Valentine’s Day Isn’t Just Lame, It’s Dangerous
Valentine’s Day isn’t just a gross consumer holiday full of faux-romance and bad candy. It might actually be bad for your heart.
February can be a mighty cruel month. The forced comedy of Ground Hogs Day, the slog through the end of winter, and, worst of all, Valentine’s Day, the mirthless pay-as-you-go celebration of romance.
But Valentine’s Day has issues beyond buying roses and chocolates and dinner at condescending restaurants barely able to brook your presence, even. Valentine’s Day turns out to be dangerous too.
No, Valentine’s Day doesn’t show up on the top 10 days of traffic fatalities, lagging far behind Thanksgiving and Labor Day. Nor does it lead to a huge jump in the number of people who have post stuff-your-face heart attacks (Christmas) or firecracker related trauma (July 4). What it does provide however is that most humbling and perhaps poetic way to shuffle off this mortal coil: death in the saddle for those no longer fit for action.
Because Valentine’s Day—for all its Hallmark-ization and its awful powdery heart-shaped candy and its charming grade school moments of first flirting—is our only holiday about sex. (Ok, add New Years Eve. And St Patrick’s Day. Oh and maybe Christmas Eve and National Weed Day and Prom night and Tu B’Shvat.) But V-Day is the only holiday that puts sex up front and center (to wit: February 14 now also is National Condom Day). On Valentine’s Day, sex is mission critical. Romance and flowers and a quiet dinner. What indeed are we discussing here?
The numbers are as follows: one objective measure of the clarity of the message is to track condom sales. According to Durex, which makes condoms and so knows the market, condom sales spike 25 percent on Valentine’s Day. A survey last decade by a different condom maker, LifeStyles, was more extensively numeric. Their market research suggests that 30 million women have sex on Valentine’s Day (about 27 percent of all eligible adult females) and that, given all that coupling, 7.5 million condoms will be “applied” in the 24 hour period—a rate of about 87 condoms per second in the USA. And that was 2006 when there were fewer people in the US. Who knows how much the busier things might be today.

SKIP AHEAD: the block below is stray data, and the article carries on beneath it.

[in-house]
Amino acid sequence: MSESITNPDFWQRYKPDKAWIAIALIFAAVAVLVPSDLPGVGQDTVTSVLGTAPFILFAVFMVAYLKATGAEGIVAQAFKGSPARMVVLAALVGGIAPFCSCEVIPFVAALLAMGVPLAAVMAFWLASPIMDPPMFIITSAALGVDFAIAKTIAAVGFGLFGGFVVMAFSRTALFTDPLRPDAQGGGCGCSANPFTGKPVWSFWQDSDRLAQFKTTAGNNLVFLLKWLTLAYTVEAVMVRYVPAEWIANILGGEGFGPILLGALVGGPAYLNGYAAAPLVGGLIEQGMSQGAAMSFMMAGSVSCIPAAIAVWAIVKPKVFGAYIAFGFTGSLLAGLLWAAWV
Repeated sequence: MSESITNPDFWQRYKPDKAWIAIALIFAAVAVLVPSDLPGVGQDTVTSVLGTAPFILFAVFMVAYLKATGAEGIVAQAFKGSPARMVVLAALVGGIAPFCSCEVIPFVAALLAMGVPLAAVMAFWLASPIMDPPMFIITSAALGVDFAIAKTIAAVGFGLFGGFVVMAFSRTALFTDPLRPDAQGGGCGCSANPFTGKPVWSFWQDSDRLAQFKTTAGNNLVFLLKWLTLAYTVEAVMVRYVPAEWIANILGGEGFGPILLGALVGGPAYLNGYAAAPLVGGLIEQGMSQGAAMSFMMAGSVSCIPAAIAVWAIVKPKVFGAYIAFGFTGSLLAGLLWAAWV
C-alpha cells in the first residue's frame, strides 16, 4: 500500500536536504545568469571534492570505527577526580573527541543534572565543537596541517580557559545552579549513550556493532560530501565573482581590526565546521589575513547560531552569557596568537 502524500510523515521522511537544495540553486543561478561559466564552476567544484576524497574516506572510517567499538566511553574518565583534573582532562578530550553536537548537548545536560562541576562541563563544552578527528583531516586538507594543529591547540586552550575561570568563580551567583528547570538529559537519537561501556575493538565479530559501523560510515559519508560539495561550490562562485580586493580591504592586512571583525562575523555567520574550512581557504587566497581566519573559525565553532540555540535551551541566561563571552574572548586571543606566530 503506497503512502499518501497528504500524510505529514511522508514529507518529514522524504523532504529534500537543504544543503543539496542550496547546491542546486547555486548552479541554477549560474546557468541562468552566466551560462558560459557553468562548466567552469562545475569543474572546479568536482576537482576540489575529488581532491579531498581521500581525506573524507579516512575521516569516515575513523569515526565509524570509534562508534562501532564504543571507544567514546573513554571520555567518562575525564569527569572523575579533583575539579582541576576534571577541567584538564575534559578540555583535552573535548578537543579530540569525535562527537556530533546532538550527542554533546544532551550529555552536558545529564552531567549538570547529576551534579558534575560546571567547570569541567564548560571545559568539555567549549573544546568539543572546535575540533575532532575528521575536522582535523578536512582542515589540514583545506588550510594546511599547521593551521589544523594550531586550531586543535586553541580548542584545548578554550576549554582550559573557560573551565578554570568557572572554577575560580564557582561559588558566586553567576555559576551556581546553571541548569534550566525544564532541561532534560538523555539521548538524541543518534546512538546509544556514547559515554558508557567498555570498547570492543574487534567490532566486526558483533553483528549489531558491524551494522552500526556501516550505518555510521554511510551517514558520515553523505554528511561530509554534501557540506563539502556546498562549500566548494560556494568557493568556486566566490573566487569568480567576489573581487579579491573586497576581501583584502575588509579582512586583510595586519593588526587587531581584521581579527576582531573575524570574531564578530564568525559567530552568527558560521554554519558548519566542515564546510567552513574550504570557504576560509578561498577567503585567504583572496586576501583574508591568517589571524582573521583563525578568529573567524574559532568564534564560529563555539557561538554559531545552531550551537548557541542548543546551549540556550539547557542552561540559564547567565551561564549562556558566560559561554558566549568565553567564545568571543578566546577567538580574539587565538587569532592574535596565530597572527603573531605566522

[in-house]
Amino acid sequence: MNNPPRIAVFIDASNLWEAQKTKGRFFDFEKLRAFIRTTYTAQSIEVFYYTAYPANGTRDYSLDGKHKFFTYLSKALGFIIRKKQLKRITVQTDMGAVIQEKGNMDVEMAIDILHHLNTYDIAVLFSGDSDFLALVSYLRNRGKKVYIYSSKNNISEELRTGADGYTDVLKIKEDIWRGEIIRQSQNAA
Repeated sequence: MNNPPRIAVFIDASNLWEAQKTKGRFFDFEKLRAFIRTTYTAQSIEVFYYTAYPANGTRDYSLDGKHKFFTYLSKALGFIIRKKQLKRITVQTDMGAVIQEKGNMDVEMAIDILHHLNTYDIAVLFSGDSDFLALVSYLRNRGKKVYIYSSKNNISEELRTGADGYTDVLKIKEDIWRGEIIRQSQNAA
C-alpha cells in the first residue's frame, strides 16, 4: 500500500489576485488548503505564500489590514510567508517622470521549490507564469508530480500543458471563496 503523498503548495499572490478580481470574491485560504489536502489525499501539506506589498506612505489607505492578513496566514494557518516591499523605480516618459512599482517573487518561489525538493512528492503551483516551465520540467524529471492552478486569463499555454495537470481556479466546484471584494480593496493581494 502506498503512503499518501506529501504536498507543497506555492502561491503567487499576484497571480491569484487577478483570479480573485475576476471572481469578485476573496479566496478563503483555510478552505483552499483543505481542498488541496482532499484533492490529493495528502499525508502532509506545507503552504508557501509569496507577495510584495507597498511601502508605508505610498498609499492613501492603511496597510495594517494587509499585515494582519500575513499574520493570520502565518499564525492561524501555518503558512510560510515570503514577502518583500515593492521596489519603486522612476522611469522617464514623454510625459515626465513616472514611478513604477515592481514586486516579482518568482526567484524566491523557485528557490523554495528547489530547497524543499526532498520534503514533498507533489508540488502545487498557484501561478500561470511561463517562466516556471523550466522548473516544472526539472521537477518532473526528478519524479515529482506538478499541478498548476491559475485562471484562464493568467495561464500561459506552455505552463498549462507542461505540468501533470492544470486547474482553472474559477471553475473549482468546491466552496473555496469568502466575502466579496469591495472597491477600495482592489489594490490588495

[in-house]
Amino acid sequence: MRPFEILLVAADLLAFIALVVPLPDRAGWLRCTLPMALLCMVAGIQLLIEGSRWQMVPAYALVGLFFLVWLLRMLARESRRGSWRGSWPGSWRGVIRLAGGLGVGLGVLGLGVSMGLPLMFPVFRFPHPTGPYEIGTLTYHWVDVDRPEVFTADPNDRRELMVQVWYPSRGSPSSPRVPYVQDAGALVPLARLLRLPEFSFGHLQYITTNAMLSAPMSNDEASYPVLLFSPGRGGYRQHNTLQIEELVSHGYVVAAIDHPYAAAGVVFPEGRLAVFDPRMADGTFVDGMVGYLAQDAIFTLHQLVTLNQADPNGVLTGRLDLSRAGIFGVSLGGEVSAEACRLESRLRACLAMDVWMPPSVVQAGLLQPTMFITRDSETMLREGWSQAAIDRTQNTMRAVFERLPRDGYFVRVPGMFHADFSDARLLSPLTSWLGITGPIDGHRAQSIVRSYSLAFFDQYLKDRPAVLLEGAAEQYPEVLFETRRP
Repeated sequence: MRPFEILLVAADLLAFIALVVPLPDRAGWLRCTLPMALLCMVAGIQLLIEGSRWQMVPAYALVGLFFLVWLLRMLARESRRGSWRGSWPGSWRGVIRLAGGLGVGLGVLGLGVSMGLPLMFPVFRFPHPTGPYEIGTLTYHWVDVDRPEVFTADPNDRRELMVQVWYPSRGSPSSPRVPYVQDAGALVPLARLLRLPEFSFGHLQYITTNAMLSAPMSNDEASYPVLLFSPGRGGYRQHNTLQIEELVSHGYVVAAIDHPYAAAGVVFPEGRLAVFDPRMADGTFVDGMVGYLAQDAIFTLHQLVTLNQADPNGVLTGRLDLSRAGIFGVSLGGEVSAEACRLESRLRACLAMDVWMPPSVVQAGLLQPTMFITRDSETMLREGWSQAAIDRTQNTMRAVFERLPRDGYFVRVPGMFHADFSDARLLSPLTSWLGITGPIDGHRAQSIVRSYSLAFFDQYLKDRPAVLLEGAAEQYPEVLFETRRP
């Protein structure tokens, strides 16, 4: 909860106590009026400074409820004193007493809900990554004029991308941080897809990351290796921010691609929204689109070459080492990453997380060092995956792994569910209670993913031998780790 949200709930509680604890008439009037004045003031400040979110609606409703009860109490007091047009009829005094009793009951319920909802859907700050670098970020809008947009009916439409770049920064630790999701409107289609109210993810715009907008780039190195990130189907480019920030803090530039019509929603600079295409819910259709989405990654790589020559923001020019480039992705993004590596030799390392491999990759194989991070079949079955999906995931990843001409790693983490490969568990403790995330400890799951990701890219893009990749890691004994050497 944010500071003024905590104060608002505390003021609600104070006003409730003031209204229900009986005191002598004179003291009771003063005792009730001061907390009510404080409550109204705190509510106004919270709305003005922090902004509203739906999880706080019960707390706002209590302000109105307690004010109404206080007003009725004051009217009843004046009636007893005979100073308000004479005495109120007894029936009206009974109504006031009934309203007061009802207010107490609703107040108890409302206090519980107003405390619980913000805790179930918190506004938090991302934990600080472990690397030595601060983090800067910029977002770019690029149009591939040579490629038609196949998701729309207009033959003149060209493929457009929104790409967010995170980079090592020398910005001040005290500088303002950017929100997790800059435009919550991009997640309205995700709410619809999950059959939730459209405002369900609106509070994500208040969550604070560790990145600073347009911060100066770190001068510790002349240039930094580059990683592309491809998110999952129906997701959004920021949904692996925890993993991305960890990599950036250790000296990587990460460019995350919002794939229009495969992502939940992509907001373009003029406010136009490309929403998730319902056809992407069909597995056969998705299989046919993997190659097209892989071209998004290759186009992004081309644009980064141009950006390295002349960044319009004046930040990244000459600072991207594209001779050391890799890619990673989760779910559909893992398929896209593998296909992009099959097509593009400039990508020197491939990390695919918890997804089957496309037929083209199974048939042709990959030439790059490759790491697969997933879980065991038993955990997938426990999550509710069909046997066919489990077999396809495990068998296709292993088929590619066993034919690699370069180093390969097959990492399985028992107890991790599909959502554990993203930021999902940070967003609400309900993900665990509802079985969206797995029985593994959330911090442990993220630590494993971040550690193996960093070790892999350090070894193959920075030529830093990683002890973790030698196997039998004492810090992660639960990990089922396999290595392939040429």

It doesn’t end when it ends either. Per LifeStyles, the “condom application rate” remains high into February 15th in what they call “after-glow” of the big day. Not to mention though V-Day condom clearance sales.
All this is well and good, possibly very good. But what about the health risk per copulation? How dangerous is the strain of excitement and orgasm on the human heart? Wikipedia has an entry called, “Death during Consensual Sex” which addresses the issue and lists with Wiki obsessiveness the more than a dozen famous people who died this way, including a Pope and a famous writer and of course, Nelson Rockefeller.
There have been two excellent medical studies that address the post-coital death issue, each by groups examining triggers to heart attacks ranging from alcohol to stress to exertion, including sex. One set of investigators resides in Boston and the other in Sweden. Both studies seek out people sitting afresh in a Cardiac Care Unit soon after their first heart attack. They present these startled new patients (average age about 50) with a barrage of what-were-you-doing-when questions then tease the numbers back to see how strong an association a certain something—eating chocolate, being pissed off, shoveling snow, having sex—had with the eventual heart attack.
Each study found a quite real though small-ish risk of heart attack in the hour or two after sex, in both men and women, especially among those who were self-described as “sedentary.” As the prim Bostonians put it, “Sexual activity can trigger the onset of [a heart attack]” while the more insouciant Swedes say this: “Having sex once a week only increases the annual risk of [heart attack] slightly.”
AARP has gone to great lengths to inform their dues-paying members that there is nothing to see there emphasizing the small numbers and implicitly the infrequency of sex in their membership. They probably don’t need to worry though; the recommendation of all medical articles and condom makers is the same: have more sex. Not a bad Valentines recommendation.